I'm working on creating a bunch of instances for a Fraction data type in Haskell, and I'm wondering if there's a place I would be able to implement the `^`

operator.

What I mean is, I've got several instances of various `Num`

types, and within those instances, I define common operations such as `+`

, `-`

, etc.

With that, the data type behaves as a normal number, as I want it to (meaning I can call things like `(Frac 1 2) + (Frac 1 4)`

and get back `Frac 3 4`

)

What I'm trying to do is implement `^`

directly. Right now, I've got it defined like this:

```
(|^|) :: Fraction -> Int -> Fraction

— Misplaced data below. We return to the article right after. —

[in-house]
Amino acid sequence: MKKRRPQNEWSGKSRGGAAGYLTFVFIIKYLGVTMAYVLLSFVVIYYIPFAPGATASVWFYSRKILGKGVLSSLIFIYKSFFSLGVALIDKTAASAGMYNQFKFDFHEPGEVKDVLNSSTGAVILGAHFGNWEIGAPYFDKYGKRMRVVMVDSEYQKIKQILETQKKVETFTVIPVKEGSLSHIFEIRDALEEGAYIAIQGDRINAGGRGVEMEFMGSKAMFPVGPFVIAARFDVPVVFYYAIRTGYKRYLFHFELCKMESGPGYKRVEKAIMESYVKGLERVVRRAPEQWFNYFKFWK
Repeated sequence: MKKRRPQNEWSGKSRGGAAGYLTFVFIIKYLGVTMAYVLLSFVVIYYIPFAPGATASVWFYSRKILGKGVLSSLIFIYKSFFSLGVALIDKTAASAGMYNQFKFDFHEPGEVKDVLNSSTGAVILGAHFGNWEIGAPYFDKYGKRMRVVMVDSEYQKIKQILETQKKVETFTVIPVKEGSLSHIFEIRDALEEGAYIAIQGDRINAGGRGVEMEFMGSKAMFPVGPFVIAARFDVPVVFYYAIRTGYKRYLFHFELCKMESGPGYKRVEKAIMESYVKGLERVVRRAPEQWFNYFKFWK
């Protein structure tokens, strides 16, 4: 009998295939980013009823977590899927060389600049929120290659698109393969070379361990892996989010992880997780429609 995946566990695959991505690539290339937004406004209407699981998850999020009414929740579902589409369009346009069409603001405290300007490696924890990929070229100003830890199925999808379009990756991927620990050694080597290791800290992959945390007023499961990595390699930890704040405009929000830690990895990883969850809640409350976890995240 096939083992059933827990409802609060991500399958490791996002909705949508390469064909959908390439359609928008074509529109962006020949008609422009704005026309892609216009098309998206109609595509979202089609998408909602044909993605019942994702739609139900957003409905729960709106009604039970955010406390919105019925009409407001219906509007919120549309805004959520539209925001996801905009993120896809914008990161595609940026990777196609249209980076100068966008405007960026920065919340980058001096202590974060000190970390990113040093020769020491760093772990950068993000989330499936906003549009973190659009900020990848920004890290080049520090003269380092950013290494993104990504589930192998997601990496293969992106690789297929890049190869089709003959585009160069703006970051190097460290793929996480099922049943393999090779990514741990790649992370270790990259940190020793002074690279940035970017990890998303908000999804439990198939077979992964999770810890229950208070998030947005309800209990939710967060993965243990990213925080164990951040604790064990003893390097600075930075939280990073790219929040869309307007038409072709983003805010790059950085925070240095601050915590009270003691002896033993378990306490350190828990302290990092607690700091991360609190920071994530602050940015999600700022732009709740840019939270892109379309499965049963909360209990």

(|^|) f = foldr (*) mempty . flip replicate f
```

When I try to change the name of the function to `^`

, I get an error because it conflicts with Prelude's definition of `^`

. Is there a `Num`

type I can give my `Fraction`

type an instance of to allow me to use the `^`

operator on it?

Thanks!

`Num`

instance for`Fraction`

? If so, the Prelude`^`

will work for`Fraction`

. – dbaupp Aug 15 '12 at 20:31`=>`

) of a function, then it can be used in that function. In this case, the relevant constraint is`Num a`

, soanytype with a`Num`

instance can be used with`^`

. – dbaupp Aug 15 '12 at 20:38`Monoid`

instance for numeric types;`Data.Monoid`

provides the`Sum`

and`Product`

wrappers for this. – Daniel Wagner Aug 16 '12 at 1:16